We speak to AOP Accredited Photographer member, Frederic Aranda, about his portraiture work. An AOP Awards finalist in 2019 and 2017, Frederic specialises in both individual and group portraiture.
Can you tell us about your background and how you got into photography?
Hello! I’m a self-taught portrait photographer specialising in group portraits. I discovered photography by accident while studying Japanese at university twenty years ago. During that summer my parents went through a painful divorce and in a rather desperate attempt to distract my mother from her difficult situation, I convinced her to lend herself to a photoshoot on the same day she kicked my father out. We spent an entire day having fun taking portraits of her around the flat using whatever we could find to create backdrops and lighting. I could tell that the shoot made her feel beautiful at a time when she needed it most, so we just kept going. At university during term time I practiced on my friends to improve my technical skills. There was a cheap photo studio nearby that I rented by the hour and I invited friends to drop in for portraits: they were willing to put up with me for hours while I worked things out. Soon after, my father suddenly cut me off financially so I saw an opportunity to become financially independent by selling photoshoots/portfolios to fellow students or anyone who needed headshots for their acting careers etc… I charged £50 per portfolio. I learnt how to process and print my own images in the darkroom and streamlined the whole process to make shoots as inexpensive as possible. This is how I supported myself for my last few years of study before I moved to London to start working for magazines and private clients, something I still do today.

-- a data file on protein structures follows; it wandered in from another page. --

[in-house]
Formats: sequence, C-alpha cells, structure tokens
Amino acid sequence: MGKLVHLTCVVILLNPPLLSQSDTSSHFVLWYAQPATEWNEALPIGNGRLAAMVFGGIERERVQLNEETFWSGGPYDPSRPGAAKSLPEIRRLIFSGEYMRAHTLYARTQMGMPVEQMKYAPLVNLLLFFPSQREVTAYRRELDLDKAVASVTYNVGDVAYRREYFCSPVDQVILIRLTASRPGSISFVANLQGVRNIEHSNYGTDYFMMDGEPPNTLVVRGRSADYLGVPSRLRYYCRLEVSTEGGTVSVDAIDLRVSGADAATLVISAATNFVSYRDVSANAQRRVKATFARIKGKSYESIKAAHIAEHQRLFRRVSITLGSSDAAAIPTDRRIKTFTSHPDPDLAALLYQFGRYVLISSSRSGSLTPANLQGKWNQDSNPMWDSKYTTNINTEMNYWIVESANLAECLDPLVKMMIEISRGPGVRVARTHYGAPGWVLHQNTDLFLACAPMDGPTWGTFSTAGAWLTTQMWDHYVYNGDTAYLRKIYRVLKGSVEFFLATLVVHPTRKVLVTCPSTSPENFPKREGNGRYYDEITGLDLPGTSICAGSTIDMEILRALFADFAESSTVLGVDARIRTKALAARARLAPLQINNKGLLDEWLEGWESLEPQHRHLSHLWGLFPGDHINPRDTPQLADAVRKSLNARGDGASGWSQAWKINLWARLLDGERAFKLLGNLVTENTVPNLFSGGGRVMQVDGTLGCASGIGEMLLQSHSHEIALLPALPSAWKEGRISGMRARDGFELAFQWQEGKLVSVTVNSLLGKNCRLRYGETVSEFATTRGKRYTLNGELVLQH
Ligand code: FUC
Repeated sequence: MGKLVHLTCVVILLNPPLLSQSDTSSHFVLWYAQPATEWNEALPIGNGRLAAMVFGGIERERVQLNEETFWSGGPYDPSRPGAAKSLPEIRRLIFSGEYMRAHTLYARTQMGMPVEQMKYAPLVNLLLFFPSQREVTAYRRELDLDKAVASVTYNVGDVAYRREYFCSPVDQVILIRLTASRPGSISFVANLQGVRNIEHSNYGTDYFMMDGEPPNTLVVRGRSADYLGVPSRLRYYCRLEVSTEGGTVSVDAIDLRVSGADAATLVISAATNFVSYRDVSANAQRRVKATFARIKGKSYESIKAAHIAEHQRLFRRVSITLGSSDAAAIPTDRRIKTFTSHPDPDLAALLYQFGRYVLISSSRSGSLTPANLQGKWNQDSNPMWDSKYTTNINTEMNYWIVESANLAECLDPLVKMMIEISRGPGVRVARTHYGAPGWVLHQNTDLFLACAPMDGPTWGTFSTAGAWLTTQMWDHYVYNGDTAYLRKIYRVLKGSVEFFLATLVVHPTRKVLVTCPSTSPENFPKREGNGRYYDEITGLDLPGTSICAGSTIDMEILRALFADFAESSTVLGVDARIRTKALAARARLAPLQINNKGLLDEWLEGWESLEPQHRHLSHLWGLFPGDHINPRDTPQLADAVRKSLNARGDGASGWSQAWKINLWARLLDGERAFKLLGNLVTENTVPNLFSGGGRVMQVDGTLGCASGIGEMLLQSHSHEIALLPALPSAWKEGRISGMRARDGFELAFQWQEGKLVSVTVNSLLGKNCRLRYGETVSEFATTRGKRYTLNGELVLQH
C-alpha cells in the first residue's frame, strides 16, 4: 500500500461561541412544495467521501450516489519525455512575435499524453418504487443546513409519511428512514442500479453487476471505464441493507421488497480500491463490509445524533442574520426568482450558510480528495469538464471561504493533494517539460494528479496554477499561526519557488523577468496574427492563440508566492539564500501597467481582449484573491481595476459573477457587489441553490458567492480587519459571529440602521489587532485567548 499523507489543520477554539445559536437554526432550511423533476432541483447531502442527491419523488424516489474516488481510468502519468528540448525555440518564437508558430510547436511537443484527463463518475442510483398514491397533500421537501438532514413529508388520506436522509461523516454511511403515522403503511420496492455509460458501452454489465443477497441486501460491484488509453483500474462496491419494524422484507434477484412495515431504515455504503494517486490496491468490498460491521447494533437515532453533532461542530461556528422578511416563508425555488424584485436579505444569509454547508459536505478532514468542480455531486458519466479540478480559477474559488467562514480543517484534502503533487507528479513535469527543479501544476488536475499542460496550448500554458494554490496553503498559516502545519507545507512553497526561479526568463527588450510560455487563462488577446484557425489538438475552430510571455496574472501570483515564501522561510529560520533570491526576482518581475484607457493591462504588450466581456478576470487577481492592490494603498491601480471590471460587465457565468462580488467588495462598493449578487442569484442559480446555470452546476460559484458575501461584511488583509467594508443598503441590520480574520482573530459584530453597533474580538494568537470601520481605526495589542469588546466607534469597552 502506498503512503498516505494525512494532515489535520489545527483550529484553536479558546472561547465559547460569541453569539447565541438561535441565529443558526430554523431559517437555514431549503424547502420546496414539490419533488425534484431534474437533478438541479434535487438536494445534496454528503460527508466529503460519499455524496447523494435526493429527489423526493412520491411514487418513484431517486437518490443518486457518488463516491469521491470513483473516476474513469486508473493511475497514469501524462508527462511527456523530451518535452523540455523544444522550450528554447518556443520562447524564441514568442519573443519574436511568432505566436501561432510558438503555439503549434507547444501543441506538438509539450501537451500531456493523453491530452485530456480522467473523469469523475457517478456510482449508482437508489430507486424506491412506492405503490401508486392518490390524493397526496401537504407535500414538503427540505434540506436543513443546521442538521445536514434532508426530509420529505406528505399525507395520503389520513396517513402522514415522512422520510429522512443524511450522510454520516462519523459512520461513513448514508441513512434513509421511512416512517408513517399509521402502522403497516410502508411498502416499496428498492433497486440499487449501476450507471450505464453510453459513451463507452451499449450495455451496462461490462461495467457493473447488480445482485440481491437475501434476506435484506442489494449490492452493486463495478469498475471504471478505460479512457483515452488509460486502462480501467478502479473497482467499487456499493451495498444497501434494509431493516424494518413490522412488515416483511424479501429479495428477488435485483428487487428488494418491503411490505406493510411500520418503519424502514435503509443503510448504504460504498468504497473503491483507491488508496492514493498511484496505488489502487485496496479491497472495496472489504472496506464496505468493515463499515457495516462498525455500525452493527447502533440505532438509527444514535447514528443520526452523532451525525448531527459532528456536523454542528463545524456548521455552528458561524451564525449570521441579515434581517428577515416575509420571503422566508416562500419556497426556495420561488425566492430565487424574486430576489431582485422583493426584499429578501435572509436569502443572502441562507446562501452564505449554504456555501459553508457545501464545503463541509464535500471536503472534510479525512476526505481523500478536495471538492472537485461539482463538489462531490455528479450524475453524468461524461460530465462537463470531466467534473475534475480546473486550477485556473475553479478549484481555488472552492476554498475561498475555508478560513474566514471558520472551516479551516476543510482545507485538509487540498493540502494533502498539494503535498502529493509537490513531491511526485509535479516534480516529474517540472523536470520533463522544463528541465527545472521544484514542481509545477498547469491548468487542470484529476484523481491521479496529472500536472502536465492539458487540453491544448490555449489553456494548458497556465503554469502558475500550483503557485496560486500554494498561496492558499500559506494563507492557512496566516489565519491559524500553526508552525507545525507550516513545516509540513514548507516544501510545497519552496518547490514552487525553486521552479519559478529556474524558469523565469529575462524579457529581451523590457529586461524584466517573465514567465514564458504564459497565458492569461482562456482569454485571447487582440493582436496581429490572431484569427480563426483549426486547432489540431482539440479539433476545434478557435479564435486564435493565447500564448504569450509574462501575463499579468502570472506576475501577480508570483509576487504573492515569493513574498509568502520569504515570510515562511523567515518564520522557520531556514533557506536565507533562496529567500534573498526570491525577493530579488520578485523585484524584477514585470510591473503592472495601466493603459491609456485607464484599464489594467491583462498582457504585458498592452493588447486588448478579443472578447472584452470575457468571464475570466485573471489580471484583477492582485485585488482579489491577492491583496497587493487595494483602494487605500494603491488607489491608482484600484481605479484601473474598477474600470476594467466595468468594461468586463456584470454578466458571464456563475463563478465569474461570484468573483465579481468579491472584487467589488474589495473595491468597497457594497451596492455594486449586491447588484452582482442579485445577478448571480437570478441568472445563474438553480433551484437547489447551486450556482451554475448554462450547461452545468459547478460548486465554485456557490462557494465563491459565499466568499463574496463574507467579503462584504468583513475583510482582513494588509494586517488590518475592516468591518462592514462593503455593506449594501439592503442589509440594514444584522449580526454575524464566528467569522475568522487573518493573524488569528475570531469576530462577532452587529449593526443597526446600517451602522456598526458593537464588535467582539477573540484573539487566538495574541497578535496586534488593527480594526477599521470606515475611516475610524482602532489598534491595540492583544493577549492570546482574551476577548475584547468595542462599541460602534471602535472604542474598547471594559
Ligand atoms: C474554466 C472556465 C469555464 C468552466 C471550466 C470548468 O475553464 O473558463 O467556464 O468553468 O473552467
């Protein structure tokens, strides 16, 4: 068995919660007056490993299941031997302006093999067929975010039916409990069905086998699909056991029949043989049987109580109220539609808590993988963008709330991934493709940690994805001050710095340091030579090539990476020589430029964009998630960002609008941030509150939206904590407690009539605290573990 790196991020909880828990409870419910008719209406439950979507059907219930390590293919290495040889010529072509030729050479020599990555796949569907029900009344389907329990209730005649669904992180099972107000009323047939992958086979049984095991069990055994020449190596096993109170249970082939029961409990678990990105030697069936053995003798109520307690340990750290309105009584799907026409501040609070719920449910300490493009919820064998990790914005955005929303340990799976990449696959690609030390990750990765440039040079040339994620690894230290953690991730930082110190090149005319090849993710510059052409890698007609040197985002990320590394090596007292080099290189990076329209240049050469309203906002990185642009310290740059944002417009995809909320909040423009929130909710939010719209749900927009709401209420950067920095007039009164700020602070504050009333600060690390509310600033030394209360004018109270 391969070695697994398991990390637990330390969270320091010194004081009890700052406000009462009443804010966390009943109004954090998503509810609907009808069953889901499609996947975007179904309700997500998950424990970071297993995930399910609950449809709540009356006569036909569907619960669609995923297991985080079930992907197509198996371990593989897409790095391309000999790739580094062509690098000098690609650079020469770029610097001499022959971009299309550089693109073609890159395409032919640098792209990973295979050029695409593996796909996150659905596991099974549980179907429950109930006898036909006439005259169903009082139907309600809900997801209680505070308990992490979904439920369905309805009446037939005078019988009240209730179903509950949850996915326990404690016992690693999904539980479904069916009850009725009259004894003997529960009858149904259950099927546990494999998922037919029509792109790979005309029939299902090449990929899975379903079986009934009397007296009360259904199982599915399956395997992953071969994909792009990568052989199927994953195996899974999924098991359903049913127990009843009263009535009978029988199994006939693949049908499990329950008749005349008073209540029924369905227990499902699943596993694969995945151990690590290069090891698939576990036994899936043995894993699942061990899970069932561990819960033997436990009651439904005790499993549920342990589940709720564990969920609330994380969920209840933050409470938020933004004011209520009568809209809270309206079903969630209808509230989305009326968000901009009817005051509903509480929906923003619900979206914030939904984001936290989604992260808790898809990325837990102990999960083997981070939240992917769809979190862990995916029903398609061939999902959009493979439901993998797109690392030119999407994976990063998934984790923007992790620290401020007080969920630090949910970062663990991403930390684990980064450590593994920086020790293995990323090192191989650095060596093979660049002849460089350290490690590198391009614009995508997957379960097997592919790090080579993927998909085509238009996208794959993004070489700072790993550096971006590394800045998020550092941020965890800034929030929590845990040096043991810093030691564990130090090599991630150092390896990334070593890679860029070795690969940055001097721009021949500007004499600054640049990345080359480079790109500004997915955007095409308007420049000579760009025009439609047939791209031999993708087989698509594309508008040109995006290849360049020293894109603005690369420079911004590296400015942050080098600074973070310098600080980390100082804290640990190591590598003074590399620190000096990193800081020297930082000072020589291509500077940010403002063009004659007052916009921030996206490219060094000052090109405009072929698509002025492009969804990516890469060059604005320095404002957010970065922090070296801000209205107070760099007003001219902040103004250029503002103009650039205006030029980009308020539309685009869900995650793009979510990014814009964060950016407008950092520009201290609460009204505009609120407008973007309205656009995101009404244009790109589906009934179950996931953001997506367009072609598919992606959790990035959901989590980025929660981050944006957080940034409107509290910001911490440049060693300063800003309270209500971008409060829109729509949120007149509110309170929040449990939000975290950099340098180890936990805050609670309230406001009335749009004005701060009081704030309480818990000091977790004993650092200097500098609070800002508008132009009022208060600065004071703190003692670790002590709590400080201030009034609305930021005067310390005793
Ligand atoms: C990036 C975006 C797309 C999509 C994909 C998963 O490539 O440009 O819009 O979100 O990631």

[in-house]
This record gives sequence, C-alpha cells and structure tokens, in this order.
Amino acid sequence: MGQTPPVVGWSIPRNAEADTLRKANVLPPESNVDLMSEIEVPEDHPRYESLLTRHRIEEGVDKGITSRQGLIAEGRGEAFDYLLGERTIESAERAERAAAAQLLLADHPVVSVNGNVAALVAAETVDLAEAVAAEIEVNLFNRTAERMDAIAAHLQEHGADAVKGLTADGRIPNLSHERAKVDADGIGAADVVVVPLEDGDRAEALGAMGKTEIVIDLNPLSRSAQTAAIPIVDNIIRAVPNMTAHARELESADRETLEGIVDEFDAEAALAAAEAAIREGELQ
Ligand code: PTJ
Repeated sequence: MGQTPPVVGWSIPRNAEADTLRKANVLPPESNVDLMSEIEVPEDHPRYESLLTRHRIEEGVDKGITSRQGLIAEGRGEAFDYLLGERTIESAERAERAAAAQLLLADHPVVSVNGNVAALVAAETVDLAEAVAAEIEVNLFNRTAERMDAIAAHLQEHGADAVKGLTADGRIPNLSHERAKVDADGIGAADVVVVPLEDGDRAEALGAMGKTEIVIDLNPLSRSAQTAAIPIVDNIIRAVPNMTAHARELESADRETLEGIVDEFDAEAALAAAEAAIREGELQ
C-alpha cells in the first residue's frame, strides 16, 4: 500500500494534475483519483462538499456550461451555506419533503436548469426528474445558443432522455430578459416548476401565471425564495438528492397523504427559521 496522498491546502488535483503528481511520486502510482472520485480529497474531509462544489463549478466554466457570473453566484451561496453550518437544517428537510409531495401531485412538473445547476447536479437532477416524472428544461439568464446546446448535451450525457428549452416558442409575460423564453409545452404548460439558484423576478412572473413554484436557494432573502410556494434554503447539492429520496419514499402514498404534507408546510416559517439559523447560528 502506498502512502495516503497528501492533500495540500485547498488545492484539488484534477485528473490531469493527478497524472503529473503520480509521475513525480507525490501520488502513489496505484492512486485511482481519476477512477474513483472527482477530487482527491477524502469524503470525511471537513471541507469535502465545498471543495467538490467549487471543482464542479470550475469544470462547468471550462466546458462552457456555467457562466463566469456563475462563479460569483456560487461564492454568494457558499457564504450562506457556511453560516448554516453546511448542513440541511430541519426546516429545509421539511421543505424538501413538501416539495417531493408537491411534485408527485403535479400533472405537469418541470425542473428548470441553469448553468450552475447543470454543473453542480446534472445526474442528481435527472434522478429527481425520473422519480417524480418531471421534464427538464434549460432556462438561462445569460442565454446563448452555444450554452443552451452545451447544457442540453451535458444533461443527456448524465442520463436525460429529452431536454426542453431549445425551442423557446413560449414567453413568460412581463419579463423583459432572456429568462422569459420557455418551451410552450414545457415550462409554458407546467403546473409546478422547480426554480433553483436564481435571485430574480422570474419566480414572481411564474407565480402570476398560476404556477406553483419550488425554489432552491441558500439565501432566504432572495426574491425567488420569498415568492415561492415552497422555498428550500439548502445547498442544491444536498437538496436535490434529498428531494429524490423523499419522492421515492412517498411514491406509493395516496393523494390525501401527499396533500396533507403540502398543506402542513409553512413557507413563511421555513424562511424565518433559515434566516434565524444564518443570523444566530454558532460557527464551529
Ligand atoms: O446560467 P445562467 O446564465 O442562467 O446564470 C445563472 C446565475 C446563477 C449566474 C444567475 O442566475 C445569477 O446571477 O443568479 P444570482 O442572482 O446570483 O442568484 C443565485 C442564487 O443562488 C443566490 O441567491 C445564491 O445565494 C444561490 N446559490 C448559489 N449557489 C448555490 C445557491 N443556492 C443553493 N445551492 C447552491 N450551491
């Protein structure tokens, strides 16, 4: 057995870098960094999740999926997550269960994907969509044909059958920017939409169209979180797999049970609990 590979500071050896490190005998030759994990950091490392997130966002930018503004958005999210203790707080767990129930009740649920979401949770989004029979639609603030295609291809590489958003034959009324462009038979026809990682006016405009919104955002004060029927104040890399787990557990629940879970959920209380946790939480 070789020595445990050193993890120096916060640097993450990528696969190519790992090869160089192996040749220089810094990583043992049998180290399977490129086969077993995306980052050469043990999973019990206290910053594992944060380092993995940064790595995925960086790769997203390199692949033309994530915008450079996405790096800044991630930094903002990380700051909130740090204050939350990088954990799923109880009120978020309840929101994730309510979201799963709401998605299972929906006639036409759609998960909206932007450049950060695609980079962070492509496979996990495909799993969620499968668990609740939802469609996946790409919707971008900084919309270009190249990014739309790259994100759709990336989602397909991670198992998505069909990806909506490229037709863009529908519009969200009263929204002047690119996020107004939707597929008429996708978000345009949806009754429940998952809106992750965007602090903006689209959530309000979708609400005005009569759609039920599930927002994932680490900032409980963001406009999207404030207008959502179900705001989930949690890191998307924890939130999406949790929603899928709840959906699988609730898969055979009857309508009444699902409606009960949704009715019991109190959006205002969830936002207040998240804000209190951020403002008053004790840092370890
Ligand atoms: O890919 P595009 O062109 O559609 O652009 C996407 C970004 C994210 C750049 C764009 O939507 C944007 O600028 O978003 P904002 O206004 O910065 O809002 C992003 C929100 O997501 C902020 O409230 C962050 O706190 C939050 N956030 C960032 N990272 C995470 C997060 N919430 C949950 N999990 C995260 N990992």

How did you come to specialise in group portraiture?
I ask myself this question every day! I am quite a reserved person and don’t enjoy telling people what to do, so it’s quite interesting that I have put myself in the position of having to lead entire groups of people. But I am often deeply inspired by ideas for group compositions at a conceptual level, and when I have an idea for a photograph I’m good at communicating my enthusiasm to others and making them understand what I’m trying to do. I’ve been shooting groups since my university days when I brought together a group of eleven people that I admired from across the student body. They posed for an entire day without moaning and allowed me to tweak everything down to the smallest detail, as I didn’t know how to use photoshop at the time and needed to get it all done in camera. A few years later, Vogue got in touch asking if I could take a group portrait of all the international editors including Anna Wintour, saying that they needed someone to get it all right in camera as the image had to be released to Getty Images 30 mins after the shoot and there was no time for retouching. I accepted the job as I knew how to do it from my previous experience with my friends. The image went viral and this led to other projects.
What is it that attracts you to this genre of photography?
The challenge. Conceptually and technically, group portraiture is something I have always loved because I see patterns in groups that I don’t see in individual portraits. The way entire figures or just their limbs can sometimes align or oppose in such ways that they collectively create dynamic currents crisscrossing through the image. The stories that can be told as a result and all the subtleties in the interactions between everyone, all these things have always fascinated me. Making each person look good individually but also as part of a whole. And this introduces a technical challenge, as it’s hard to keep your eye on each individual while also directing everyone as a group. What if one person is flagging, while all the others are going strong? It’s your job as the photographer to keep everyone motivated, while also keeping them all lit properly, in focus and with all their eyes open!